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It is 1774, the eve of the American War of Independence. Janice comes from a Tory household. She cavorts with American and British alike, is pursued by Charles Fownes, patriot and friend of General Washington. Fields is a comic, drunken British sergeant.Written by
Ed Stephan <firstname.lastname@example.org>
Janice Meredith is a film about a girl (Marion Davies) during the American Revolution who falls in love with a spy (Harrison Ford). Miss Meredith is somewhat like a silent movie version of Forrest Gump in that she constantly finds herself involved with historically important events like Paul Revere's ride, Washington crossing the Deleware, and others. There are also several historical figures depicted in the film like George Washington, Benjamin Franklin, Marie Antoinette, and General Cornwallis.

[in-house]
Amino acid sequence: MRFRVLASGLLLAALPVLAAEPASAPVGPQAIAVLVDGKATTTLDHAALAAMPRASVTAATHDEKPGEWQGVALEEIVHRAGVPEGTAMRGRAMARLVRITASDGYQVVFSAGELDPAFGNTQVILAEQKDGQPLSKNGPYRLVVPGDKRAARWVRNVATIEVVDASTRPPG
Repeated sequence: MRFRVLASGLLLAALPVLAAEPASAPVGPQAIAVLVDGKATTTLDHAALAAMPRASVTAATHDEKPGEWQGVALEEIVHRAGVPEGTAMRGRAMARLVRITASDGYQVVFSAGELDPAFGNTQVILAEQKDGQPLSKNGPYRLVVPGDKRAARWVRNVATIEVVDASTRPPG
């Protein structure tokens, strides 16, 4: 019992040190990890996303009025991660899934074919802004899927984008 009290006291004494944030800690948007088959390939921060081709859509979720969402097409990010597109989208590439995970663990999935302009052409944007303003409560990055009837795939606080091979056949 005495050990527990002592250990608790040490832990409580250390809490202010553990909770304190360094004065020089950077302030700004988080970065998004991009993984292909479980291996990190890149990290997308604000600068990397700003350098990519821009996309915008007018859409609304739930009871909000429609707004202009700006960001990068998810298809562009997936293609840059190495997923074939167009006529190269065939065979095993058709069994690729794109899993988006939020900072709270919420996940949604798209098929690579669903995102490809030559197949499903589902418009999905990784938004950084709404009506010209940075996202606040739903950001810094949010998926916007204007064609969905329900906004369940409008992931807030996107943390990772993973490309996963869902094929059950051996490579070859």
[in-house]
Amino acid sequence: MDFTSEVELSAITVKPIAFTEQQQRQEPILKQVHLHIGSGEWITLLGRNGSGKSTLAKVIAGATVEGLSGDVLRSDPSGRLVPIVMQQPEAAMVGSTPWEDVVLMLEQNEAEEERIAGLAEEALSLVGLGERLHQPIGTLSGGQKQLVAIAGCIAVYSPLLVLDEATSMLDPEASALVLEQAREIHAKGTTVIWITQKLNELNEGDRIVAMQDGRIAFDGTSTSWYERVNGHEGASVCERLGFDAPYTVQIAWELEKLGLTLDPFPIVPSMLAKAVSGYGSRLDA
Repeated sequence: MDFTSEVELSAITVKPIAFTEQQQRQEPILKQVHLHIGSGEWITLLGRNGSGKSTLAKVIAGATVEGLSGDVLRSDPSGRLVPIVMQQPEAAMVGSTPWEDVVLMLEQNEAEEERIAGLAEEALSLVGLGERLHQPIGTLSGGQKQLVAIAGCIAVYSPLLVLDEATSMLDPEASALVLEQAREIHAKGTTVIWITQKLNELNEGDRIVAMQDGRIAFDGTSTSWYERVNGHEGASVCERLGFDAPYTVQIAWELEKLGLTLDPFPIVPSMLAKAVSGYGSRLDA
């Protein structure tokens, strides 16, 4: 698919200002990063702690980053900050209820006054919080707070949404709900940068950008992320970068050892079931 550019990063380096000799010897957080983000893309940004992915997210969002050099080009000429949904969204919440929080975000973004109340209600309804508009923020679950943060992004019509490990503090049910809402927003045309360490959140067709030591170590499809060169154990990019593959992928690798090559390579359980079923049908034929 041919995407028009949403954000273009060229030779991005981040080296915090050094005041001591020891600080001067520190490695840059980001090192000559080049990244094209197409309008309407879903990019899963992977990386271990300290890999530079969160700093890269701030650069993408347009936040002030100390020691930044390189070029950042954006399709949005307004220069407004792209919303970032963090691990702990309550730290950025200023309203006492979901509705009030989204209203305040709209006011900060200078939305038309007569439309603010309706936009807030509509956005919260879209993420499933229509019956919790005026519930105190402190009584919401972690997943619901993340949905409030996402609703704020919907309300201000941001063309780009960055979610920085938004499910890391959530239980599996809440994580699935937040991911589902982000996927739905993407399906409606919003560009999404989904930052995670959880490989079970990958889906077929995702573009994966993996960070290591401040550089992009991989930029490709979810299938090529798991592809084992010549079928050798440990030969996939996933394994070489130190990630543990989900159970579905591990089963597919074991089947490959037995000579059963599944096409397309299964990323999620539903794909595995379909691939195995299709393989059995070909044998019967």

This film was a commercial failure when it was released and there are several indications as to why. First off, Marion Davies seems dying to show her true colors. We see them in a few scenes where she gets to flirt with men, bringing forth her vivacity and endearing qualities. However, in the scenes when she is more serious, her personality dims and her beauty becomes that of the silent starlet, standard and therefore uninteresting. Next, the film seems to take itself too seriously sometimes. It is obvious that massive amounts of money were spend on the making of the film, but that in itself does not make it an art film. There is a scene where fallen soldiers rise and as spirits encourage troops by playing drums and a flute. However, instead of being effective, it just seems strange and out of place. There is also some slapstick at unexpected times such as when two soldiers back into each other slowly and run away when their back touch, this during a dramatic battle scene! The Videobrary release of this film is adequate, though the music score is inappropriately crescendos and alters the mood of scenes. However, thankfully or disappointingly depending on how one looks at it, the score abruptly stops and does not return for over half the film. For first time silent film viewers, this will probably be a massive drawback, but for veterans it will probably be more of an asset.
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